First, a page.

Libel, harassment charges dropped

Colorado teen faced prosecution because of underground paper

COLORADO – A 15-year-old high school student zapped with charges of criminal libel and harassment by school administrators for his production of an underground newspaper had both allegations dropped.

The student had the accusations brought against him for his alleged role in writing an anonymous underground newspaper that contained satire directed against school administrators in Fort Collins.

The Colorado American Civil Liberties Union contested that prosecutors had incorrectly enforced a criminal libel statute that makes it a felony to publish statements “tending to blacken the memory of one who is dead, or to impeach the honesty, integrity, virtue, or reputation or expose the natural defects of one who is alive.”

The court agreed. According to an ACLU press release, the judge threw out the case in July because the school administrators are public officials and because the writing was satirical in nature.

One article implied that a school administrator was a lesbian who had an affair with Princess Diana, while another accused 95 percent of the teachers at the student’s school of being illegal drug dealers. The paper also included accusations that some school officials were members of the Ku Klux Klan.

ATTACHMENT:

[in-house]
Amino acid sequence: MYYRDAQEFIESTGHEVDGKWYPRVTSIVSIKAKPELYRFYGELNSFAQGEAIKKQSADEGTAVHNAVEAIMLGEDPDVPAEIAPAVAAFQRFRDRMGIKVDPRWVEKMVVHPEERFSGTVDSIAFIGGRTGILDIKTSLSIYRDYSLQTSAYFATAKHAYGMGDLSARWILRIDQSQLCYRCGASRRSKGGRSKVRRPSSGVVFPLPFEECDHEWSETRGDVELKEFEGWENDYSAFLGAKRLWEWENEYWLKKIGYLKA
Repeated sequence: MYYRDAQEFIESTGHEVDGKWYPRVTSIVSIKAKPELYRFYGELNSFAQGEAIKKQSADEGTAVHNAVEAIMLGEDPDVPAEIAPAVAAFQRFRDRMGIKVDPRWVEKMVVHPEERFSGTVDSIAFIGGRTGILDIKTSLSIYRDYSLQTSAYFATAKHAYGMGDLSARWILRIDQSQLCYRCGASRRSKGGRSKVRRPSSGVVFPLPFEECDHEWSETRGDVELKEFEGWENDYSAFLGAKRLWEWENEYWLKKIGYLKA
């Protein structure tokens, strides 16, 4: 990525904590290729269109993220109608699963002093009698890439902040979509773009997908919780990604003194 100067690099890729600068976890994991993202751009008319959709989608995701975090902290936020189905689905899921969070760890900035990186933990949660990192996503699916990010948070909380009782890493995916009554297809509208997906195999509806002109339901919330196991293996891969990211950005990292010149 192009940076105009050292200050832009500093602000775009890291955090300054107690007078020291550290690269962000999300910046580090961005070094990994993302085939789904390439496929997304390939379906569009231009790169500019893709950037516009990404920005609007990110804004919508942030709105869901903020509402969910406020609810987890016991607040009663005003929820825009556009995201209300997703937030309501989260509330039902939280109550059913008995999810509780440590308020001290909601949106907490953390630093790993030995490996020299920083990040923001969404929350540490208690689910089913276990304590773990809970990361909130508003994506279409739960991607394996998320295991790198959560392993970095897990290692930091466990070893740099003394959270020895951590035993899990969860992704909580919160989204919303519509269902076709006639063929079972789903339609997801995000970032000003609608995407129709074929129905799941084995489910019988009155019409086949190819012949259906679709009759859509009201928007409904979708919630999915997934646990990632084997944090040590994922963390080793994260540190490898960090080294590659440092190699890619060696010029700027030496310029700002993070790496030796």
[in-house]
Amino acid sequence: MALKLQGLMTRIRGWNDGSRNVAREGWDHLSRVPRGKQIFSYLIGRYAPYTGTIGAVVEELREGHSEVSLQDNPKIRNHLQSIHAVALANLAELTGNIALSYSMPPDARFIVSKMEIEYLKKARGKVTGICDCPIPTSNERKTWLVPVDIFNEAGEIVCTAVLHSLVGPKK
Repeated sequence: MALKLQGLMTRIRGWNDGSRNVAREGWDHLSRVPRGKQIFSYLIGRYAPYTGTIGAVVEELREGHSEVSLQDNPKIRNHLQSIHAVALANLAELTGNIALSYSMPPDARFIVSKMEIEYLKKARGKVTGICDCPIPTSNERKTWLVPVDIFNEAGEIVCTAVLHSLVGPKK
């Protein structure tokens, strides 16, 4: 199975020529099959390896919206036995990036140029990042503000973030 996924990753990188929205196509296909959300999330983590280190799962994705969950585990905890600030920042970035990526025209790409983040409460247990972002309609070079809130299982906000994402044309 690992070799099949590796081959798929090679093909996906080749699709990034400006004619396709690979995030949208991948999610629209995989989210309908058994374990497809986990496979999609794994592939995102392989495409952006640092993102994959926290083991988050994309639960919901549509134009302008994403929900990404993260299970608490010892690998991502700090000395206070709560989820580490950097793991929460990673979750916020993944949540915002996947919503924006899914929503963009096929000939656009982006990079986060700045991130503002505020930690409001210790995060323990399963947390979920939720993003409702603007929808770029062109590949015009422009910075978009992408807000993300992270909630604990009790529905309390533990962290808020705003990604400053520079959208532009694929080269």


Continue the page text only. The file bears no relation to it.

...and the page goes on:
“Writing an underground newspaper should not be grounds for sticking a 15-year-old with a felony record,” said Greeley criminal defense attorney Todd Taylor, who participated on the ACLU defense team in an ACLU press release. “This prosecution was overkill from the beginning.”

After the ACLU announced the court dropped the libel charges against the student, a second charge, this time of harassment, was brought against him in September. However, the prosecutor dropped the charge after the ACLU filed an entry of appearance.

“Although we are pleased that our client is no longer threatened with criminal prosecution, we are disappointed that the criminal libel statute remains on the books as a potential threat to the right of free expression,” Colorado ACLU Legal Director Mark Silverstein said.

reports, Winter 1998-99